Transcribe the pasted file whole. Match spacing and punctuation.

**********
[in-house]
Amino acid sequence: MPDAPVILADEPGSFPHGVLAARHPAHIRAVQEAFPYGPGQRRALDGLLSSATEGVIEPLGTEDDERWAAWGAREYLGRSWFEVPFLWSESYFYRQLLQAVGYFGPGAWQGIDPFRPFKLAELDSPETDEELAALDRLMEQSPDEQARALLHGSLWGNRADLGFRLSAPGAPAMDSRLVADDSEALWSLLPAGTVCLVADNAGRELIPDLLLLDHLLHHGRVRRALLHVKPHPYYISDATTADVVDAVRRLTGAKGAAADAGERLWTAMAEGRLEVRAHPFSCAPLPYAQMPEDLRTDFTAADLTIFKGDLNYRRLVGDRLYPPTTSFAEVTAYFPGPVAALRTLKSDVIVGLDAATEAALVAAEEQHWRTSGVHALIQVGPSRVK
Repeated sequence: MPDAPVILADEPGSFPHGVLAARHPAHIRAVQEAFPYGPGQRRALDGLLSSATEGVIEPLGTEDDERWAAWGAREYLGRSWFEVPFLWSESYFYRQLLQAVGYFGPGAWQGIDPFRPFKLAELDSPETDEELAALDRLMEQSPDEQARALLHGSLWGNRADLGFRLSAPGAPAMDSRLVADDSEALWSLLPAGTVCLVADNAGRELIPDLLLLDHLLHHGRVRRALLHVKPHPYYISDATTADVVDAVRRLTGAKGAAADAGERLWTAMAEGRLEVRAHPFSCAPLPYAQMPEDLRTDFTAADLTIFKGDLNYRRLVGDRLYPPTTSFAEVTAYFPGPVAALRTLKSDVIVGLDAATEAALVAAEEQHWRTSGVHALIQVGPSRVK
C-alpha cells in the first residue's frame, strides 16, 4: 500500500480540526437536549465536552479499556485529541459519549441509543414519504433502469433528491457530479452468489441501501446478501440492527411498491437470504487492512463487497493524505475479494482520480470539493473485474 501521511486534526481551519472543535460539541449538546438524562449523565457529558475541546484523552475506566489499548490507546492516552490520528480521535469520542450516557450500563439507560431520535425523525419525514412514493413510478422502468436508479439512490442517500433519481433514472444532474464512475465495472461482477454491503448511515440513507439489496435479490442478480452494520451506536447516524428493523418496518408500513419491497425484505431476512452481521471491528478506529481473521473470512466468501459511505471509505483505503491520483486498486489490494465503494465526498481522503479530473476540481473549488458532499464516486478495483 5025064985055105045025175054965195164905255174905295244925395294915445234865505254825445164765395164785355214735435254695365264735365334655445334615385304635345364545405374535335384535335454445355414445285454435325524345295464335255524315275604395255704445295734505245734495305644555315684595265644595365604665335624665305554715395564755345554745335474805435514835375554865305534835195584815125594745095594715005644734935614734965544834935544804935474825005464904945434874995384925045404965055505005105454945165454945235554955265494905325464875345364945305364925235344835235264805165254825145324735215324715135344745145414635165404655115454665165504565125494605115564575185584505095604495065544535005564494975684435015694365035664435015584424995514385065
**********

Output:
[in-house]
Amino acid sequence: MPDAPVILADEPGSFPHGVLAARHPAHIRAVQEAFPYGPGQRRALDGLLSSATEGVIEPLGTEDDERWAAWGAREYLGRSWFEVPFLWSESYFYRQLLQAVGYFGPGAWQGIDPFRPFKLAELDSPETDEELAALDRLMEQSPDEQARALLHGSLWGNRADLGFRLSAPGAPAMDSRLVADDSEALWSLLPAGTVCLVADNAGRELIPDLLLLDHLLHHGRVRRALLHVKPHPYYISDATTADVVDAVRRLTGAKGAAADAGERLWTAMAEGRLEVRAHPFSCAPLPYAQMPEDLRTDFTAADLTIFKGDLNYRRLVGDRLYPPTTSFAEVTAYFPGPVAALRTLKSDVIVGLDAATEAALVAAEEQHWRTSGVHALIQVGPSRVK
Repeated sequence: MPDAPVILADEPGSFPHGVLAARHPAHIRAVQEAFPYGPGQRRALDGLLSSATEGVIEPLGTEDDERWAAWGAREYLGRSWFEVPFLWSESYFYRQLLQAVGYFGPGAWQGIDPFRPFKLAELDSPETDEELAALDRLMEQSPDEQARALLHGSLWGNRADLGFRLSAPGAPAMDSRLVADDSEALWSLLPAGTVCLVADNAGRELIPDLLLLDHLLHHGRVRRALLHVKPHPYYISDATTADVVDAVRRLTGAKGAAADAGERLWTAMAEGRLEVRAHPFSCAPLPYAQMPEDLRTDFTAADLTIFKGDLNYRRLVGDRLYPPTTSFAEVTAYFPGPVAALRTLKSDVIVGLDAATEAALVAAEEQHWRTSGVHALIQVGPSRVK
C-alpha cells in the first residue's frame, strides 16, 4: 500500500480540526437536549465536552479499556485529541459519549441509543414519504433502469433528491457530479452468489441501501446478501440492527411498491437470504487492512463487497493524505475479494482520480470539493473485474 501521511486534526481551519472543535460539541449538546438524562449523565457529558475541546484523552475506566489499548490507546492516552490520528480521535469520542450516557450500563439507560431520535425523525419525514412514493413510478422502468436508479439512490442517500433519481433514472444532474464512475465495472461482477454491503448511515440513507439489496435479490442478480452494520451506536447516524428493523418496518408500513419491497425484505431476512452481521471491528478506529481473521473470512466468501459511505471509505483505503491520483486498486489490494465503494465526498481522503479530473476540481473549488458532499464516486478495483 5025064985055105045025175054965195164905255174905295244925395294915445234865505254825445164765395164785355214735435254695365264735365334655445334615385304635345364545405374535335384535335454445355414445285454435325524345295464335255524315275604395255704445295734505245734495305644555315684595265644595365604665335624665305554715395564755345554745335474805435514835375554865305534835195584815125594745095594715005644734935614734965544834935544804935474825005464904945434874995384925045404965055505005105454945165454945235554955265494905325464875345364945305364925235344835235264805165254825145324735215324715135344745145414635165404655115454665165504565125494605115564575185584505095604495065544535005564494975684435015694365035664435015584424995514385065